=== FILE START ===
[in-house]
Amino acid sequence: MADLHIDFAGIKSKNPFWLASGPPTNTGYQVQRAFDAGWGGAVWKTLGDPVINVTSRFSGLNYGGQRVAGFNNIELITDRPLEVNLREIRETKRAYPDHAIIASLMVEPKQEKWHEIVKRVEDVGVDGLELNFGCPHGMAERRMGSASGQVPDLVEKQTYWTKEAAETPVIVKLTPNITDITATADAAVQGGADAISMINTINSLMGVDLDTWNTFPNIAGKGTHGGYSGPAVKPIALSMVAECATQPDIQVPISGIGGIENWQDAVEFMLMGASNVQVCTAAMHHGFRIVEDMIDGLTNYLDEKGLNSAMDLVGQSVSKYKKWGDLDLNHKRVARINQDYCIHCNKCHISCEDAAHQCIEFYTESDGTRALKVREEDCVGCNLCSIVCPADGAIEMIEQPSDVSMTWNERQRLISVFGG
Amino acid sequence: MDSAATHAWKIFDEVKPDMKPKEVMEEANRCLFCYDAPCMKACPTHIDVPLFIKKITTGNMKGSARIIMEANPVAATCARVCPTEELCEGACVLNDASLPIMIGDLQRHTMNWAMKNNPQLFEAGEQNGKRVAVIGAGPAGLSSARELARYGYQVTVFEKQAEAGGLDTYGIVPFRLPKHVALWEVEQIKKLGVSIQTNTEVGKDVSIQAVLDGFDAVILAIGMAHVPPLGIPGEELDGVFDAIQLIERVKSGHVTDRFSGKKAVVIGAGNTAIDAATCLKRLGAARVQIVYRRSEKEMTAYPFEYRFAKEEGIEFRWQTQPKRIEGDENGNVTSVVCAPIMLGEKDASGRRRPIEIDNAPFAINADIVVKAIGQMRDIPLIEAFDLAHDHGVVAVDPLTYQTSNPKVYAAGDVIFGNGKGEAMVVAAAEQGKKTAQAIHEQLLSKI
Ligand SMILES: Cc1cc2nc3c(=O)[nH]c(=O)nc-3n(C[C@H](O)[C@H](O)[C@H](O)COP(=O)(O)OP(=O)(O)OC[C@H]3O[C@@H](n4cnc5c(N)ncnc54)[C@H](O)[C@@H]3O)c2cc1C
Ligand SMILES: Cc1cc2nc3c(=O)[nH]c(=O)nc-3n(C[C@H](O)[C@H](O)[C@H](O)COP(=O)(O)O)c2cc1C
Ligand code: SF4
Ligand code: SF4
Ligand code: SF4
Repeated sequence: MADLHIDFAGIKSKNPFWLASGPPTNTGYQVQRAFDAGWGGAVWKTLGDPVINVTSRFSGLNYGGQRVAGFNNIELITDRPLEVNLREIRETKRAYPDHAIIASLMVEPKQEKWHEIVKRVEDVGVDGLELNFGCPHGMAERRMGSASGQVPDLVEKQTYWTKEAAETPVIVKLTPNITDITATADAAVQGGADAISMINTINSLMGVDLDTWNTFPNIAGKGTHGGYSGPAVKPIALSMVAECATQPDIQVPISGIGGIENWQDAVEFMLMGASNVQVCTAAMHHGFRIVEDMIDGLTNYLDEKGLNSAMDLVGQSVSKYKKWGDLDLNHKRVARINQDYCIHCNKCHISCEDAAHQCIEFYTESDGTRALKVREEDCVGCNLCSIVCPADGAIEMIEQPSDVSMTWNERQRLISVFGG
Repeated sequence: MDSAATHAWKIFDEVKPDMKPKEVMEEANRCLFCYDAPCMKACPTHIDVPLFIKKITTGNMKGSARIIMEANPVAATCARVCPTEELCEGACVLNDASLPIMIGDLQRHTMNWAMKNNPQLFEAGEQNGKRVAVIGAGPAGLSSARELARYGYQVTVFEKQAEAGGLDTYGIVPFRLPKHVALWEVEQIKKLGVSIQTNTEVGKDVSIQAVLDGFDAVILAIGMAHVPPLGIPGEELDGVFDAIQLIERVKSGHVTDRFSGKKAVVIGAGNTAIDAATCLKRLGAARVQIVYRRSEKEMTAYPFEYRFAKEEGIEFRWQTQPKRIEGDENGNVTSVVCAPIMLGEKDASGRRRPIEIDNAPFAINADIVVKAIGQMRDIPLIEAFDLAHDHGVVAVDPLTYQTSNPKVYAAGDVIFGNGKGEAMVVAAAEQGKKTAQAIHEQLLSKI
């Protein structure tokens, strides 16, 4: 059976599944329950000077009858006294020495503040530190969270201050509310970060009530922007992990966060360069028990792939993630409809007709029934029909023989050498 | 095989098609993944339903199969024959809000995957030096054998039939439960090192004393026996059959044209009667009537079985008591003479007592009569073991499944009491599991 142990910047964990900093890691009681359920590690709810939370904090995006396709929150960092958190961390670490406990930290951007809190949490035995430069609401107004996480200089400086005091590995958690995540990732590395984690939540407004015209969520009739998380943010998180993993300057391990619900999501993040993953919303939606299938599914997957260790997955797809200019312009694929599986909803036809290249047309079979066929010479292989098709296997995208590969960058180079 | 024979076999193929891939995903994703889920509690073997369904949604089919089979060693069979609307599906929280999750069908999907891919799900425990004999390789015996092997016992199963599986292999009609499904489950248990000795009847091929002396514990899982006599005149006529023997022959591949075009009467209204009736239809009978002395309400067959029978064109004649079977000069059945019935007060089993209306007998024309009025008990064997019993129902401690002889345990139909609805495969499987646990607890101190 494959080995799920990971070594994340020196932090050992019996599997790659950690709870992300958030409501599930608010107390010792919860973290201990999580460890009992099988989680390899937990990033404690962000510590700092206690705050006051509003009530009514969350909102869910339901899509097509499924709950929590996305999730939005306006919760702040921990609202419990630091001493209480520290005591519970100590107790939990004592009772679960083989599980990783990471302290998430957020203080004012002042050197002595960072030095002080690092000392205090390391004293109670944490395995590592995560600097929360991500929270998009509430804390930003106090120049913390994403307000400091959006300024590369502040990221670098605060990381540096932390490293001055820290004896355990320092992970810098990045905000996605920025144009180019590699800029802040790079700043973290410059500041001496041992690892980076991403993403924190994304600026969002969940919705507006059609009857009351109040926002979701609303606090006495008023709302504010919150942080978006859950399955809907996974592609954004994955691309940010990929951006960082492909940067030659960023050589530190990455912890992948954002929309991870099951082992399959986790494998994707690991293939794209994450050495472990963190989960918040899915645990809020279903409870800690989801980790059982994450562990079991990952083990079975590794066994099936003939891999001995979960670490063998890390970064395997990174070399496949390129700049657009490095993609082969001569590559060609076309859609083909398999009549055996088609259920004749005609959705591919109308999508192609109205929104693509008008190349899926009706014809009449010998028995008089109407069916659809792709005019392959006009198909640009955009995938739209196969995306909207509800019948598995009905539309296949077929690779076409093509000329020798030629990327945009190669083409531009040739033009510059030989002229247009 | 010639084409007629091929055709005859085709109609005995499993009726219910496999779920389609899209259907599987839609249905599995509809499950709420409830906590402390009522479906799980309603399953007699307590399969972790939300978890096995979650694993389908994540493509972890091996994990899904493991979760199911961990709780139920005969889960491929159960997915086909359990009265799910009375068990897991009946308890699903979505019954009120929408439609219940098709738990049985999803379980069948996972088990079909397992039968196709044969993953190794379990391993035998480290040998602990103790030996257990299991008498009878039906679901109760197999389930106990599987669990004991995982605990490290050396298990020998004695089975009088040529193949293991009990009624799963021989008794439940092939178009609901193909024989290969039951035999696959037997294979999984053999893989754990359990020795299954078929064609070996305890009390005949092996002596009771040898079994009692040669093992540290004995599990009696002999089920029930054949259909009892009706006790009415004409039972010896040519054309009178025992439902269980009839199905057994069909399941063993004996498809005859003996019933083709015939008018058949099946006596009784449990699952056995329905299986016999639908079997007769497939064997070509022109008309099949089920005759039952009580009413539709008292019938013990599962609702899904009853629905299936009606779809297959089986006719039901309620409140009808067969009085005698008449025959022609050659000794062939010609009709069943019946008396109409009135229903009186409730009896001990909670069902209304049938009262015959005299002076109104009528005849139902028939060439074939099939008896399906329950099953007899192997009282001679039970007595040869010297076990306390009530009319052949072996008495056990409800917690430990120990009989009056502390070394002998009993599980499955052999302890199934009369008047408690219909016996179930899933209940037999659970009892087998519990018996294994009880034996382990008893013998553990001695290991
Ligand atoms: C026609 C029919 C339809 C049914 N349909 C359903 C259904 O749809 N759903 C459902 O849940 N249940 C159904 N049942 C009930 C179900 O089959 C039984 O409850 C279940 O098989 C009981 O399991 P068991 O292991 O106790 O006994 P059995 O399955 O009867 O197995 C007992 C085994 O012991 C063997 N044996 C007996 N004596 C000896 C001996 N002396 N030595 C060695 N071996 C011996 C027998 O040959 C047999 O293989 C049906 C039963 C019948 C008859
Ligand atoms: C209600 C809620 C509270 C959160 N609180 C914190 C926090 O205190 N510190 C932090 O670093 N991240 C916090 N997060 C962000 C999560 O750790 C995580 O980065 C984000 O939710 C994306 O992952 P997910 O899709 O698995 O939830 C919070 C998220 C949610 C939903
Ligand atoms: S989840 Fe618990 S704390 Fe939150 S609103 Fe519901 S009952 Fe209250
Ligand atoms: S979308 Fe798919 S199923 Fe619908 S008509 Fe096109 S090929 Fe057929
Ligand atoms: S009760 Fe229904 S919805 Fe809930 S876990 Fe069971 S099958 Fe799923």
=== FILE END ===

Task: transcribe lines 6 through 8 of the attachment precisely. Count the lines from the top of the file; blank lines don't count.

Ligand code: SF4
Ligand code: SF4
Ligand code: SF4